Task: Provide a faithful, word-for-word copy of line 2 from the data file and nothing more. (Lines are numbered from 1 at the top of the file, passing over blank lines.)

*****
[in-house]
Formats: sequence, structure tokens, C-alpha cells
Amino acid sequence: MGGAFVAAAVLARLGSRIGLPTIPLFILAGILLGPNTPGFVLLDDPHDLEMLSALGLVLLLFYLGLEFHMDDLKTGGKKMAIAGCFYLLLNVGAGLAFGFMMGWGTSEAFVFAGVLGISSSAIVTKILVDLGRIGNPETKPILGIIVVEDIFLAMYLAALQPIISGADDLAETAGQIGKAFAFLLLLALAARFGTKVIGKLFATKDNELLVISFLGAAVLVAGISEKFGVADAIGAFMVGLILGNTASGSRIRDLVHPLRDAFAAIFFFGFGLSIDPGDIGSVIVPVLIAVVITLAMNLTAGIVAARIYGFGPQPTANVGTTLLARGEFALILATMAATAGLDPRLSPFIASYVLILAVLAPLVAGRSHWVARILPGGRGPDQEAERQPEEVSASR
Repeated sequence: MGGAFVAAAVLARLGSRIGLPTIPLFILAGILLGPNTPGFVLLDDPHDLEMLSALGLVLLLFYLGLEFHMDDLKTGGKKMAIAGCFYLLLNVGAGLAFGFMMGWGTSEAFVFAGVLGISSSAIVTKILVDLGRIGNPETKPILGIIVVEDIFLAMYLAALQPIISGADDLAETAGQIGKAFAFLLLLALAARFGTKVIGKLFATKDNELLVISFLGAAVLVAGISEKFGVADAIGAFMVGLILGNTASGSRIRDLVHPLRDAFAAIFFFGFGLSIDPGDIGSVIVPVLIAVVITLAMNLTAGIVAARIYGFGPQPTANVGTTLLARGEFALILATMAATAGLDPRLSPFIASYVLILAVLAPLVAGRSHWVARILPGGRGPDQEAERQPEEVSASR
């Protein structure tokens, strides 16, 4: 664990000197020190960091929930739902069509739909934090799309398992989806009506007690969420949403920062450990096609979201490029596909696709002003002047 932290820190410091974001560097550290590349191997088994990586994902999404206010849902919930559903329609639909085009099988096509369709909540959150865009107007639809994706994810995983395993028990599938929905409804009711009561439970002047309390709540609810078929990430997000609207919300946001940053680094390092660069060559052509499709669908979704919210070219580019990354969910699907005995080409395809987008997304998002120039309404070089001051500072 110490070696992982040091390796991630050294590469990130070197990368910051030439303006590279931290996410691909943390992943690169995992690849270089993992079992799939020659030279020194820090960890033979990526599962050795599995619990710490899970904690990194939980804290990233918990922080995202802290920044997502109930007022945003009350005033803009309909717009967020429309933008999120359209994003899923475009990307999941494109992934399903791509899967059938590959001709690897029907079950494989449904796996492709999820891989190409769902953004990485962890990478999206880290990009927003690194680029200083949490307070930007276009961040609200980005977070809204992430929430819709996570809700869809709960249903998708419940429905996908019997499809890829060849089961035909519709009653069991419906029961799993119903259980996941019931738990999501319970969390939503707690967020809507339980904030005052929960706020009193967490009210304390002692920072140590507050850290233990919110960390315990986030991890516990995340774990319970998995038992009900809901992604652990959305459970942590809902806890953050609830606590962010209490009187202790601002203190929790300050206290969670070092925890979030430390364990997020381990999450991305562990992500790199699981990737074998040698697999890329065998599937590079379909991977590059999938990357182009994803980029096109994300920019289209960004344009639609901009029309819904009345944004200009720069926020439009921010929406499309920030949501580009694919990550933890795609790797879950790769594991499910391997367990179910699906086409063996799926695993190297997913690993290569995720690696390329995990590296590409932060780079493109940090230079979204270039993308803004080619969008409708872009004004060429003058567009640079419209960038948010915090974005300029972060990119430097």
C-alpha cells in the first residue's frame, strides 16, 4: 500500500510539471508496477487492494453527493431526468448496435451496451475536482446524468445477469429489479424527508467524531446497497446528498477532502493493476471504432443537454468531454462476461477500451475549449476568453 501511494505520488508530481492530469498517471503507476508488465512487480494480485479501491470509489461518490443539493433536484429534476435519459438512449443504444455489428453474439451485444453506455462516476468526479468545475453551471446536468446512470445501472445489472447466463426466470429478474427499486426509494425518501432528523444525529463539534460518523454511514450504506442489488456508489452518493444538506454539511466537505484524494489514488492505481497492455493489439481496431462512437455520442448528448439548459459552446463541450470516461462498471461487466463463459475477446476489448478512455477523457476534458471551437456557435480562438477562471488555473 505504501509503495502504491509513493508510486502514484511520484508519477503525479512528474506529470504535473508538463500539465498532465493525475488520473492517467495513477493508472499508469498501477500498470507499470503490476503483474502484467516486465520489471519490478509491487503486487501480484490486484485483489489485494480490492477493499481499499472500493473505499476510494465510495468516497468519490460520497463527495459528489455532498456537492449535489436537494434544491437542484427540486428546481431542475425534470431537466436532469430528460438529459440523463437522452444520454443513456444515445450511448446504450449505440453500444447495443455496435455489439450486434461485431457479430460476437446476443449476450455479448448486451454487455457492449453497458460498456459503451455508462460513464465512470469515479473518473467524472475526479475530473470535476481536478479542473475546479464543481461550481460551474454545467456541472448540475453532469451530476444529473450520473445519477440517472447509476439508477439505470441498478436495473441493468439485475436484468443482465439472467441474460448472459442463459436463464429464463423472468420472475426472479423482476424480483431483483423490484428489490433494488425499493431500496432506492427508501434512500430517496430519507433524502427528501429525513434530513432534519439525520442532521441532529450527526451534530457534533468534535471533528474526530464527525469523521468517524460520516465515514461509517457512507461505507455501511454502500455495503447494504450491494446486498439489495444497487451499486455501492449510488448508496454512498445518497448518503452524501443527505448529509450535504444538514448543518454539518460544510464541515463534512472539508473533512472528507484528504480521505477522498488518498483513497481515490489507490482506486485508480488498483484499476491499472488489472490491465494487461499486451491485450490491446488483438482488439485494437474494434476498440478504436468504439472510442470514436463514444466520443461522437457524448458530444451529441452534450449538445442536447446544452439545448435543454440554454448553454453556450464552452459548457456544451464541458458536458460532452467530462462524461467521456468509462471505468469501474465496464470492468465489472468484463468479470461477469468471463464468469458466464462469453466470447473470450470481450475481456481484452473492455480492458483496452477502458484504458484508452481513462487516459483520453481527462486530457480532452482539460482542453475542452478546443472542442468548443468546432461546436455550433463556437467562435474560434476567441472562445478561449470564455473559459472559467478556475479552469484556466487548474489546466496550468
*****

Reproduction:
Formats: sequence, structure tokens, C-alpha cells